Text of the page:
They say that size doesn’t matter and in many cases that’s probably true. The famous American author, Mark Twain used to say, “It’s not the size of the dog in the fight that counts, it’s the size of the fight in the dog.”
And, no doubt, there’s a lot of truth in that statement which can be applied to any number of situations.
However, in some cases size definitely matters and it matters a lot.
Take the case of the northern cod stock for example. This once abundant species was placed under a moratorium in 1992 and now, nearly 20 years later, Canada is still making ‘ad hoc’ decisions related to the recovery of the stock.
This statement is true according to Professor Jeffrey Hutchings, a marine conservation scientist who chaired a 10-member Royal Canadian Society panel to look at the state of Canada’s fishery.
The panel’s report said that, while Canada signed the United Nations Fish Stocks Agreement in 1995 which pledged to follow the so called ‘precautionary approach’ to fisheries management, we still have no target date set for the recovery of the northern cod stock. The report also states that countries like the United States, Australia and New Zealand have such targets, as do parts of Europe. Canada has almost none, including none for northern cod.
According to Professor Hutchings, the Barents Sea cod stock was in dire straits in the late 1980s but today it is thriving.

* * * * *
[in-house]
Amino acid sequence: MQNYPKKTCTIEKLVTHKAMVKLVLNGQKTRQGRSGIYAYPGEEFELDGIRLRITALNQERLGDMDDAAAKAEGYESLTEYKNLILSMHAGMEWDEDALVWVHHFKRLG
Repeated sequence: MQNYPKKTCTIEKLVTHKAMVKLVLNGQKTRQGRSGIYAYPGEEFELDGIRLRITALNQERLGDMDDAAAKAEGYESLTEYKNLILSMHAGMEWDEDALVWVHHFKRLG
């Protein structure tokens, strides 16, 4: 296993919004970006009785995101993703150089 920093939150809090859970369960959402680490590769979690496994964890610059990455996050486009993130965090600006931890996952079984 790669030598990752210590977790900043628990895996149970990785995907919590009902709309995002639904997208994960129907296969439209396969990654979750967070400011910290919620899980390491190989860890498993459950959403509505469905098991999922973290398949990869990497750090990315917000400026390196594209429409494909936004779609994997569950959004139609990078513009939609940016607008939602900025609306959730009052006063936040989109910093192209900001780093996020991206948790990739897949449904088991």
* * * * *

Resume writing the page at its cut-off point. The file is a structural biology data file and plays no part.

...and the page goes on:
So, the question is, why? Why can one species of cod rebound after being overfished and another one is still not fully recovered?
There are probably any number of factors at play here such as water temperatures and other climate change conditions. However, Professor Hutchings says that Canada needs to be making better long-term decisions related to the fishery based on science.
One key point Professor Hutchings mentioned is that there are no political costs for making poor decisions related to the East Coast fishery.
There are currently 308 seats in Canada’s House of Commons. Only 32 of those seats come from the four Atlantic Provinces while 170 are found in Quebec and Ontario alone. It’s not very likely any federal politician is really worried about making bad choices related to the northern cod stock with such small political clout in Atlantic Canada.
When it comes to jobs, current statistics show that 76 per cent of Canadian jobs are in services, 13 per cent are in manufacturing, six per cent are in construction and two per cent are in agriculture. That only leaves three per cent for all the rest. So, there are not a great lot of jobs in our fisheries – another reason why politicians don’t have to worry too much about the industry.
Another issue is our physical size. Canada is the second largest country in the world. Farmers on the prairies are so far removed from us and probably don’t empathize too much about problems in the East coast fishery. You can almost hear them saying, “It’s an Atlantic problem, not ours.”
So, we need to change this attitude and make the fishery a Canadian issue as Professor Hutchings suggested. But, how do we do that? There are not many peacetime issues that strongly unite Canadians from coast to coast to coast and, apparently, the fishery is not one of them.
The point is that federal politicians of all parties need to be more concerned about the Canadian fishery and have to give it the serious attention it deserves. No doubt, the various Ministers of the federal Department of Fisheries and Oceans over the years have been concerned about the fishery. However, we need to be concerned more, and we have to make the problem a Canadian issue that all Canadians can relate to.
It won’t be easy but it can be done.